This exception was carved out in response to heavy lobbying by Online Program Managers (OPMs), an industry that emerged as a powerful new player in the 2000s as the expansion of the internet opened new frontiers in the higher education space. OPMs—like well-known players 2U and Academic Partnerships, among others—are contracted by colleges to handle the management and operation of over 2,000 online education courses and degree programs. Today, over 500 colleges have contracts with an OPM, and while there is rarely any trace of an OPM’s footprint on program websites or marketing materials, they are often doing much of the work behind the scenes, including recruiting students.25 In return, the OPM takes a significant cut of the money a college receives for that course or degree program (typically to the tune of about 60% of tuition revenue or more), creating a multi-billion dollar market for these services.26 The incentive compensation ban threatened to destroy that lucrative tuition-sharing model, so it’s no surprise that OPMs fought hard to secure a specifically-designed loophole that would protect their ability to profit.

In the early days of OPMs—and the advent of online education itself—it was easier to make the case for such an exception. The first major players in the space contracted with well-regarded public and private nonprofit colleges like the University of California-Berkeley and Yale and presented themselves as good actors dedicated to lowering tuition costs and increasing access to quality distance education.27 But what happened next was probably inevitable. OPMs expanded their reach, buoyed by the federal government’s signoff on their tuition-sharing models. The risk for incentivizing predatory recruiting grew in tandem, with OPMs’ bottom lines dependent on their employees’ success in enrolling ever-increasing target numbers of students. With no incentive to pass the cost-savings from online learning down to students, the cost of these programs has skyrocketed. And the very ban that was designed to protect students from unscrupulous, paycheck-chasing recruiters has ended up with a loophole big enough to fit thousands of online programs of widely varying levels of quality, fueled by tuition-sharing agreements between universities and OPMs that are clearly designed to benefit the industry, not the students.28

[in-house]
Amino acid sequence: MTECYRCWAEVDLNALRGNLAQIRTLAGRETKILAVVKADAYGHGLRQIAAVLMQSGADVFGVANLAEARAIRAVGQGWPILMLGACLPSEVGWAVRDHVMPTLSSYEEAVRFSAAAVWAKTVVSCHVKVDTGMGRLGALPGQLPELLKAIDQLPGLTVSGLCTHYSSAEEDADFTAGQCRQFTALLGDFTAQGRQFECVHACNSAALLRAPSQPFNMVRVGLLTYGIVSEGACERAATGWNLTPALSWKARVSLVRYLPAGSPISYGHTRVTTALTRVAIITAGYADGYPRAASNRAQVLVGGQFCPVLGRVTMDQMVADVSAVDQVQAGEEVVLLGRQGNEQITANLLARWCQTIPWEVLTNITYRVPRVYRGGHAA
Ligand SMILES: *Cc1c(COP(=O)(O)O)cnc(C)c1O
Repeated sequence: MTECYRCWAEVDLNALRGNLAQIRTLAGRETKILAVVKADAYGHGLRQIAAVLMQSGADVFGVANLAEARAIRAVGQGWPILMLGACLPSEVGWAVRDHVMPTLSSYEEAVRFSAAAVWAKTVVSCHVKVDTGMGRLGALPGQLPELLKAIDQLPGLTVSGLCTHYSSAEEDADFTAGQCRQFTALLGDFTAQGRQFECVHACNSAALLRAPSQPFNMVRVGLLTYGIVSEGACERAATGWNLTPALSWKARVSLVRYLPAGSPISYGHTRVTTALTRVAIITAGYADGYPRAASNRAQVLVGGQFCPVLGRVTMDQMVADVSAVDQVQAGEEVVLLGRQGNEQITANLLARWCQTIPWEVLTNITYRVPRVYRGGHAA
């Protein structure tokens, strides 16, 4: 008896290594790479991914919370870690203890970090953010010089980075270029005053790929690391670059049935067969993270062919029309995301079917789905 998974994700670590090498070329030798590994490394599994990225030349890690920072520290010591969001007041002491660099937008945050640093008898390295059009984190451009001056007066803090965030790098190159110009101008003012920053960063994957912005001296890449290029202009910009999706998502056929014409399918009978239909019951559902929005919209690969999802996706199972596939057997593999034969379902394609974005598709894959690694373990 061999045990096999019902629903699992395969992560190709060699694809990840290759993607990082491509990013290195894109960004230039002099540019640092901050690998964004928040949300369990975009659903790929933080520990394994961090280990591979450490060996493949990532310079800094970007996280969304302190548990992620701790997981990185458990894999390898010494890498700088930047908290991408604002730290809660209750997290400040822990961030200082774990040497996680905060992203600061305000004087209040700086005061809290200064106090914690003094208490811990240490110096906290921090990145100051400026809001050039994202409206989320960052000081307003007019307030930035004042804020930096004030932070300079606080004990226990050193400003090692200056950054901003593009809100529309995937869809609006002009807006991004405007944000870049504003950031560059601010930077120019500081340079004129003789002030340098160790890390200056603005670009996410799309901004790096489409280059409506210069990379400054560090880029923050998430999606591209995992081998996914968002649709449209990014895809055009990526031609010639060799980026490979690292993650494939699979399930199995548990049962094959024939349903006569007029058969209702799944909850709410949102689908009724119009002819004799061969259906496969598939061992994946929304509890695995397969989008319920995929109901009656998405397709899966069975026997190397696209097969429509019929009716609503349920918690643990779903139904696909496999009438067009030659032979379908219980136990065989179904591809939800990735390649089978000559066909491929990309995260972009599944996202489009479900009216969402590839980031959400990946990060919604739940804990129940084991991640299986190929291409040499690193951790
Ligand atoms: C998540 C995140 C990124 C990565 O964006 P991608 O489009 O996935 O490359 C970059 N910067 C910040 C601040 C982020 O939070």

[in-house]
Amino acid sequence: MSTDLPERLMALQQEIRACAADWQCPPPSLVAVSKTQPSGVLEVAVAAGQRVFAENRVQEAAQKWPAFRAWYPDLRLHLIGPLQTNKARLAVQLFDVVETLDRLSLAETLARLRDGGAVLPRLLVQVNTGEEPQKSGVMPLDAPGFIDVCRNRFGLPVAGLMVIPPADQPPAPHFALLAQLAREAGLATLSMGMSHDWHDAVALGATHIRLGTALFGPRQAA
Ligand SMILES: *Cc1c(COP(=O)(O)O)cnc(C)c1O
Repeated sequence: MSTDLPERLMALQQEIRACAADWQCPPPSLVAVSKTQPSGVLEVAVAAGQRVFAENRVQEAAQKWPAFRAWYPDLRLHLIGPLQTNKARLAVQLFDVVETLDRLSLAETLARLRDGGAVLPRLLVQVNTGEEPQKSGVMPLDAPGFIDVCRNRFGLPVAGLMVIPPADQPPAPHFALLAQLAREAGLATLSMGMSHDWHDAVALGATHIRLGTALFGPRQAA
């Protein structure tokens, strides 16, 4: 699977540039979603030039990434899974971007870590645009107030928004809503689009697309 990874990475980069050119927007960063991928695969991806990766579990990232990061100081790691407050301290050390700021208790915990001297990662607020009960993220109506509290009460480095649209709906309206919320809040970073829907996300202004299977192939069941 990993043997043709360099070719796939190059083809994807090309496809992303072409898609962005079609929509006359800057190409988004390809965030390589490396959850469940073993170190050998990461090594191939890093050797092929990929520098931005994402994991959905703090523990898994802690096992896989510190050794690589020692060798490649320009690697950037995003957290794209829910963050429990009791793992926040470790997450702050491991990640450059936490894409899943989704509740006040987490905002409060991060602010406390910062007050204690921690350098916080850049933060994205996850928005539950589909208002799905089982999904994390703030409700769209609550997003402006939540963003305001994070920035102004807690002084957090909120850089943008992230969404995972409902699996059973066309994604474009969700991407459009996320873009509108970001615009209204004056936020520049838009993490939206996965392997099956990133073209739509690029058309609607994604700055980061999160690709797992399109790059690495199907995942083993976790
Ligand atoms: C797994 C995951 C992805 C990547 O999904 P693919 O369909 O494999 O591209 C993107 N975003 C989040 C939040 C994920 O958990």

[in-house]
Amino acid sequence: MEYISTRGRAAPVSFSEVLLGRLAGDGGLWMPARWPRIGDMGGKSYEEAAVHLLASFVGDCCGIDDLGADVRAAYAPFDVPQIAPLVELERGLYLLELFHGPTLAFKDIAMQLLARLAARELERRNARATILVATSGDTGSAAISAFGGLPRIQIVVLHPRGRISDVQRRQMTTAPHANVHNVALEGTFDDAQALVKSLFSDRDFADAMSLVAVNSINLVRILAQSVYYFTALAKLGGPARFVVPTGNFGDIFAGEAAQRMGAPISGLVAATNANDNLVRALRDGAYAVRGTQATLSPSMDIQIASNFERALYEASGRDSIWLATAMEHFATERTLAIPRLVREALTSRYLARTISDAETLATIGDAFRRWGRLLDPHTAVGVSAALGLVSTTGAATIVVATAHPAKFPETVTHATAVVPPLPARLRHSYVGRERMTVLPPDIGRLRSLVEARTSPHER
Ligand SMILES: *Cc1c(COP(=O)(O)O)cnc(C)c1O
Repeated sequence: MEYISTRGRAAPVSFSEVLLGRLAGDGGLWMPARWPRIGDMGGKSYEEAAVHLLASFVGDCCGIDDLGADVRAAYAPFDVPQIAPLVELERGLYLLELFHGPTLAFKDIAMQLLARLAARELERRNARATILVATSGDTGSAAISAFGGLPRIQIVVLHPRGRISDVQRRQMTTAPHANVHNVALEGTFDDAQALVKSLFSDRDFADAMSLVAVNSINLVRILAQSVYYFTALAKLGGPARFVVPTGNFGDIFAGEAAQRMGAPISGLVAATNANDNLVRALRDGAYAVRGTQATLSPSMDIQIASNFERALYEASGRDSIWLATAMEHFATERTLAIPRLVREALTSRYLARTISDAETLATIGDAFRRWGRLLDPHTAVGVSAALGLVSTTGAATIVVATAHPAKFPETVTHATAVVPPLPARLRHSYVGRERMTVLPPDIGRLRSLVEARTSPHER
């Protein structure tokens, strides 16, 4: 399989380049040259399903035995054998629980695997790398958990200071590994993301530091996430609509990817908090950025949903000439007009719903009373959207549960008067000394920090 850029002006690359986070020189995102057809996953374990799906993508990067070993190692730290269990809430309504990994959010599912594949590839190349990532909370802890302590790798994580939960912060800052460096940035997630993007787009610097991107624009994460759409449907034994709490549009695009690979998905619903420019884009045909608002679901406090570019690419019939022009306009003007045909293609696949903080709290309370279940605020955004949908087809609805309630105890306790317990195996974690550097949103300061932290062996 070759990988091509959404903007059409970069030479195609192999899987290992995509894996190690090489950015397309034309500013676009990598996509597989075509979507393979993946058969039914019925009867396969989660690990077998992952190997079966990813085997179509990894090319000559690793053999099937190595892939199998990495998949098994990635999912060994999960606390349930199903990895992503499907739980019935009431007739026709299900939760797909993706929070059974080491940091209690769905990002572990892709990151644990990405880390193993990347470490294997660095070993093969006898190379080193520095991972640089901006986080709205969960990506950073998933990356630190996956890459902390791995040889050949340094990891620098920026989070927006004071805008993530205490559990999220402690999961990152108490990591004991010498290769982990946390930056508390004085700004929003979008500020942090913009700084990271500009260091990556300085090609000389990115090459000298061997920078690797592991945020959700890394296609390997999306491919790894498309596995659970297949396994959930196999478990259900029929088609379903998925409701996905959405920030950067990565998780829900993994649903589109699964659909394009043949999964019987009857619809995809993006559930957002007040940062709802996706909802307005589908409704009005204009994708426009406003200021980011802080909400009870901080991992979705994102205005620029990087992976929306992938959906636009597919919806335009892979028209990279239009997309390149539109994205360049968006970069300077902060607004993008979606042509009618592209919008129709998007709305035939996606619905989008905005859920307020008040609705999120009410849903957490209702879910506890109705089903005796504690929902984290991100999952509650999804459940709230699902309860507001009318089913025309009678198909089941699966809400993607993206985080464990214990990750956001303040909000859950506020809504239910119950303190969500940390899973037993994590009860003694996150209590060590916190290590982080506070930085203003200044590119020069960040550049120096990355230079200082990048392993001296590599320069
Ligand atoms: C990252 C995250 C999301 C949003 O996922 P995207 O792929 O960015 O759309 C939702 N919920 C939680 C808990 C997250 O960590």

How to close it:

The straightest path to closing the bundled services loophole is for the Department of Education to rescind its 2011 guidance, remove the bundled services exception, and actively enforce the incentive compensation ban. This would be a simple solution to ensure that tuition-sharing models between colleges and third-party contractors cannot reward recruiting on a per-student basis. And in fact, the OPM industry is already undergoing a shift away from financial models based on revenue-sharing and toward fee-for-service agreements, so a change in the federal guidance could contribute to a fundamental reshaping of the industry that would better serve students across higher education sectors.29

Economic downturns typically lead to college enrollment booms, so as the country braces for a recession, ensuring quality in taxpayer-funded online education warrants increased attention from legislators. To take even more meaningful steps to protect students pursuing online programs, the Department and Congress can build on a growing base of knowledge around the OPM industry and its response to incentive measures to inform future guidelines and legislation. New and revised federal regulations should promote greater transparency and stricter consequences for abuse by predatory online programs and include measures to push institutions to rein in tuition hikes for online offerings by passing on the cost-savings they receive from running those programs to students (not contractors).